Posted on Thu, Oct. 06, 2011
last updated: October 06, 2011 10:45:57 PM
WASHINGTON — A sun-soaked noon rally within blocks of the White House brought out hundreds of protesters Thursday to mark the 10th anniversary of the Afghanistan War.
On Freedom Square, sign-carrying demonstrators banged drums, sang and cheered a series of fiery speeches by anti-war activists, who decried the federal government's continued funding of the Afghan and Iraqi wars while calling for cuts to social programs for the elderly, poor and people with disabilities.
Planning for the rally began six months ago, but the event's timing dovetailed perfectly with nationwide protests in support of the ongoing Occupy Wall Street demonstration in New York. There were similar protests against income inequality and perceived corporate profiteering Thursday in Austin, Texas, Sacramento, Calif., Houston and other cities.
During a morning news conference, President Barack Obama said little about the Afghan War entering its 11th year, but he did give a shout-out to the growing wave of protests.
"I think people are frustrated and, you know, the protesters are giving voice to a more broad-based frustration about how our financial system works," he said.
That sentiment was shared by a protester who identified herself only as Andrea E., a single mother of two who's facing foreclosure on her home in the Philadelphia area.
She said a divorce and a loss of hours on her waitressing job made it impossible to keep up with her mortgage. Her bank lowered her monthly payments while it considered a loan modification. Ultimately, however, it refused to do so and demanded that she pay the past-due amount, about $4,000.
"I refuse to give them another dime until they modify my mortgage," she said, arguing that she was never late with a payment. After attending the Wall Street rally in New York, said Andrea, who's 34, she's hoping for a "peaceful revolution" in which corporations — such as her bank — grow hearts.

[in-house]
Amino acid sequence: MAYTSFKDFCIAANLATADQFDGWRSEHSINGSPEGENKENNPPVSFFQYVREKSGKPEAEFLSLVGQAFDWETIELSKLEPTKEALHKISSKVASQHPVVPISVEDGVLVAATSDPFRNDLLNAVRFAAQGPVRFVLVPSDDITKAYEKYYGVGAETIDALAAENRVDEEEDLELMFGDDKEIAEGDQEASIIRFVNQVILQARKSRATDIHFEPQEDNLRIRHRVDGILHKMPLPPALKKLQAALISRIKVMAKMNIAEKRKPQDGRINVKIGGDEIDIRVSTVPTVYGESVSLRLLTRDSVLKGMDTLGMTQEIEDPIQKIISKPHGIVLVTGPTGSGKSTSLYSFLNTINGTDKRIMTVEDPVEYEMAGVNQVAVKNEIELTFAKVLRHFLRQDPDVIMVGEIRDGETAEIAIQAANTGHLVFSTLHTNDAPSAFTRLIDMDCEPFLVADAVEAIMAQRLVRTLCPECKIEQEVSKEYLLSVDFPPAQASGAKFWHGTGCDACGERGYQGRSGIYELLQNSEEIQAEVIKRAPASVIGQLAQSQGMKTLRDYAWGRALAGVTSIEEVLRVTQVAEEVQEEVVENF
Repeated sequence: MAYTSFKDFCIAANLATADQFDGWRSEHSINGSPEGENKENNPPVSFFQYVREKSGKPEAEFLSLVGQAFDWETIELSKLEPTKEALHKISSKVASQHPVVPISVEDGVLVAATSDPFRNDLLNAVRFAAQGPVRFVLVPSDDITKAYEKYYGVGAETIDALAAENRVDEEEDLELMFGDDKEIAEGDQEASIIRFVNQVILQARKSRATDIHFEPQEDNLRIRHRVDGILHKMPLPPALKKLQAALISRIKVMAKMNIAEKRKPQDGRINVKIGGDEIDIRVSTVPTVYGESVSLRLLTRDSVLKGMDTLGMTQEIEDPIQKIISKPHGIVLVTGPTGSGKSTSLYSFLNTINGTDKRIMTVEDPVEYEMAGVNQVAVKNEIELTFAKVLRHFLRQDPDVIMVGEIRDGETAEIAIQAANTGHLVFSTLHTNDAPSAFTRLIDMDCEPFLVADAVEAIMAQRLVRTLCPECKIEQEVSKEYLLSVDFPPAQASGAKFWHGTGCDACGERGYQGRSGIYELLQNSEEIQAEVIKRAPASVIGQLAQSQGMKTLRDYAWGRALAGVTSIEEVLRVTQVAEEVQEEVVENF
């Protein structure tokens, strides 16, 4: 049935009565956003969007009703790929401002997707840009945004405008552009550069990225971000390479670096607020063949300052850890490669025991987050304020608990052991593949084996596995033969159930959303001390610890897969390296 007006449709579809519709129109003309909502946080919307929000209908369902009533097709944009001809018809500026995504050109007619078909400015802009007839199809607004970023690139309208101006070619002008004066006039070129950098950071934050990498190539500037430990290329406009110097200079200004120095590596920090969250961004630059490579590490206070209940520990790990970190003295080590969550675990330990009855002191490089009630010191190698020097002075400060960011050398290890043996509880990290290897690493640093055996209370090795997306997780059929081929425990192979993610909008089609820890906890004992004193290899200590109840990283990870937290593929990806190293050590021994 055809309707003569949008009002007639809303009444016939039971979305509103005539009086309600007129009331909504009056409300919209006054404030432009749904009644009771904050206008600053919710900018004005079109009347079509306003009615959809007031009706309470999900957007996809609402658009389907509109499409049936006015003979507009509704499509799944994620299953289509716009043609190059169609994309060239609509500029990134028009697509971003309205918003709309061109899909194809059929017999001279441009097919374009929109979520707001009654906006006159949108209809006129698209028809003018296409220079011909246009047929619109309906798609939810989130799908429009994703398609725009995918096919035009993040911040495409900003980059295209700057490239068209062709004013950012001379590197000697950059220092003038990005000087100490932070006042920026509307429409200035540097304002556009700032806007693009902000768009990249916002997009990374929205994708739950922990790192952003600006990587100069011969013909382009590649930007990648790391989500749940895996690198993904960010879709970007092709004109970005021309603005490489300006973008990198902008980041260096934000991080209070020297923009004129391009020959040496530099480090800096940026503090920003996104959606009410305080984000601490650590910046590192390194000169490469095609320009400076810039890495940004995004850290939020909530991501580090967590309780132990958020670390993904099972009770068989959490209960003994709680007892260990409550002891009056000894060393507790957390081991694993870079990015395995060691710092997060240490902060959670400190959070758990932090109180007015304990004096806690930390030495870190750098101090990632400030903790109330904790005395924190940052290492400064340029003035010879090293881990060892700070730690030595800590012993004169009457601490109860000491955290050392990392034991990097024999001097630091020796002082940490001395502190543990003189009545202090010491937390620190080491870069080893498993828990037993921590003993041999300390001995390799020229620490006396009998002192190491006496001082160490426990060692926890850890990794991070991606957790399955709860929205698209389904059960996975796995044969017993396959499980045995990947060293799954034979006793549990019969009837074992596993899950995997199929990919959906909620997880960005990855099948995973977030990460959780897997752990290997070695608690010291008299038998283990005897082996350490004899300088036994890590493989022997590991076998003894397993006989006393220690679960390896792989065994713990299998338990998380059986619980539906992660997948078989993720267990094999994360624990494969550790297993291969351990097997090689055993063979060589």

"I'm sure that's not going to happen anytime soon, but I hope it does," she said. "We need the middle class to be back where it should be and not dwindling away like it is."
Bo Considine, a 60-year-old business analyst from Maryland, took the day off to join the Washington protest. Considine said he was upset that the tax system treated corporate profits more favorably than it did income from labor. And in a reference to the tea party movement, Considine said he was tired of watching the squeaky wheels get all the grease.
"I can't put up with having my voice shouted down anymore and having those people who behave most aggressively and uncompromisingly set and maintain the agenda. I feel like this is the beginning of the silent majority finally saying enough is enough," Considine said.
Civil rights activist and comedian Dick Gregory spoke at the rally, saying the demonstrators reminded him of the young anti-war protesters in the late 1960s, who were emboldened by the civil rights protests.
"These young people didn't come here with a road map," Gregory said. "They've come here with a feeling in their heart, and nothing's going to stop them. These young folks here are not afraid."
Medea Benjamin of Code Pink, a female anti-war group, said about 75 organizations sponsored the Washington rally, which attracted participants from Texas, Arkansas, Minnesota, Wisconsin and even Alaska.
While not intending to capitalize on the Occupy Wall Street demonstration, Benjamin said Thursday's rally shared a common thread with the now-famous New York protest: "Corruption of Wall Street spills over to corruption on K Street," she said.
In a statement Thursday, Chai Ling, who was the commander in chief of the 1989 student democracy movement that organized China's Tiananmen Square uprising, said the youth and passion of America's protesters matched that of the young Chinese who ultimately gave their lives for liberty in China.
"The momentum of this protest is built around a longing for Wall Street and America's leadership to stop focusing on corporate greed and solely on the bottom line," she said. "It is a plea for America to be restored to a moral compass that will guide leaders to care for the poor and seek justice."
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